If your reason is ... you want to get to know the real him ... well, at this stage, the real him is not a definite entity. He is in the making. He has to sort out his thoughts, pick and choose values, exercise a lot ... the addict is not his real self and working through your lessons, you will come across this distinction.

Maybe you want to know the addict self ... to know the worst bits of him before hopefully he discards them forever ... well, do you have the stomach for it? I do ... But because I also have my own issues which really prevent me from being stuck in a judgemental frame of mind. If I didn't, believe me, it would probably have been almost impossible to still want this relationship to continue knowing what I know about him. As Dnell said ... the intoxication in his voice ... which he denies to this day ... and many other things ... it's all too much to bear ... talk about value conflict ... But in my unique case, unfortunately, I've experienced it myself so ... when I feel that distinct taste of angry disgust ... well, all I have to do is think about my own experience and I have insight information that helps me cope.

And ... something that worries me bit ... you sound like you "NEED" this info ... to be able to even breath/function ... sounds compulsive which is quite common in early stages ... just monitor it and make sure you progress from that stage ... believe me ... you personally DON'T NEED anything from him to regain your balance and to heal from this mess. Your relationship DOES NEED disclosure but only when he is ready to be an equally involved partner and he integrated honesty as core value, no matter the outcome of his confessions. If I were you I would suspend the relationship indefinitely (meaning I would not push it forward at all costs or putting pressure on you to take decisions regarding the outcome of your marriage up until a certain period of time has elapsed ... on RN people usually advise to "wait and see" for about 1 year) and focus on myself ... the best way for that is to do the lessons.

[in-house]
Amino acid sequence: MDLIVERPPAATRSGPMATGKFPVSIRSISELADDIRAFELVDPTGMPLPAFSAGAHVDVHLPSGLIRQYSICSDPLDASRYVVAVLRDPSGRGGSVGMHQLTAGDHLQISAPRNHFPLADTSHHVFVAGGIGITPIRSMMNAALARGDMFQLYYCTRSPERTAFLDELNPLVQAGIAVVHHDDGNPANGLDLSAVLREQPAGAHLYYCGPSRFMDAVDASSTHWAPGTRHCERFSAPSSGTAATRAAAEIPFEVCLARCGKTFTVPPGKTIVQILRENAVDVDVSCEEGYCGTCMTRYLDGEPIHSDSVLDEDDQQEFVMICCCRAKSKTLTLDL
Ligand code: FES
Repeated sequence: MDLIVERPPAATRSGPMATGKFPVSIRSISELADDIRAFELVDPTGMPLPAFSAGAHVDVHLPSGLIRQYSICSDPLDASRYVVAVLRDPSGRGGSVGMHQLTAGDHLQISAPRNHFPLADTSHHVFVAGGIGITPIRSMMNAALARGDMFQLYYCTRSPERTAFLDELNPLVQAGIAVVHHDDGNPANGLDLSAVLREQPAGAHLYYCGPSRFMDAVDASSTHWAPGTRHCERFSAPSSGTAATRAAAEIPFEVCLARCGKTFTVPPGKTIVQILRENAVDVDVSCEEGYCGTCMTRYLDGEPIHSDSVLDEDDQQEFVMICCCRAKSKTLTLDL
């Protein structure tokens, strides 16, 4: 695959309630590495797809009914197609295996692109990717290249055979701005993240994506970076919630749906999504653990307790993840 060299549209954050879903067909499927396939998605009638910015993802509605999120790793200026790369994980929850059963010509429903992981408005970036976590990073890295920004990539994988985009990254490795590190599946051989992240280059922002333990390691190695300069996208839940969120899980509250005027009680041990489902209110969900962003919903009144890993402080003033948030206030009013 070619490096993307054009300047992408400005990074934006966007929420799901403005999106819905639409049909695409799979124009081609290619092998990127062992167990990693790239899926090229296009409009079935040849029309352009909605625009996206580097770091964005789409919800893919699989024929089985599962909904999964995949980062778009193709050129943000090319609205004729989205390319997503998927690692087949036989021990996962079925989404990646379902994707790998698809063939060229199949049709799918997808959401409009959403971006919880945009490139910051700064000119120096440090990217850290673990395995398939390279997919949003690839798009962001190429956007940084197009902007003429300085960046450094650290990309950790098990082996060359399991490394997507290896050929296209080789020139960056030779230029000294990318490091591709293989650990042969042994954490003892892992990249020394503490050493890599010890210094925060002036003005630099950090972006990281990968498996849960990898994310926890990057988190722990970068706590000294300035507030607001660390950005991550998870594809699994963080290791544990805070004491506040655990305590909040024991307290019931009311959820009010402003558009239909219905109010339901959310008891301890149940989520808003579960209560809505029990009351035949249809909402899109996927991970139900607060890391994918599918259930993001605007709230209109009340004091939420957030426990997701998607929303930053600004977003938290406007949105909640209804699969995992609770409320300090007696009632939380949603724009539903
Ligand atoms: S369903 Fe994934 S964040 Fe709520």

Anyways, my best advice to you is ... do the lessons ... get the basic understanding of how this SA thingy works in general (especially the bits about protecting themselves, emotional immaturity, fear, rejection, deception ...), learn how to recognise some patterns in your own situation ... then analyse your motives behind wanting him to share ... then you will be in a better position to assess what you want to hear. And once you take an informed decision, nobody has any right to tell you otherwise. Just know that it does not necessarily mean they will play along ... Our Hs are so good at "protecting" us from the pain they cause ... that there is no telling whether he will not choose to "protect" you against your own will.

I know how it feels to want to know at all costs ... It's the illusion of control. By knowing you think you can protect yourself from what is coming. But the truth is, you cannot. Not like that. You can never regain control over someone else's thoughts or actions. Only over yourself. The knowledge you are seeking is not his to give to you. The knowledge is in the RN community and lessons.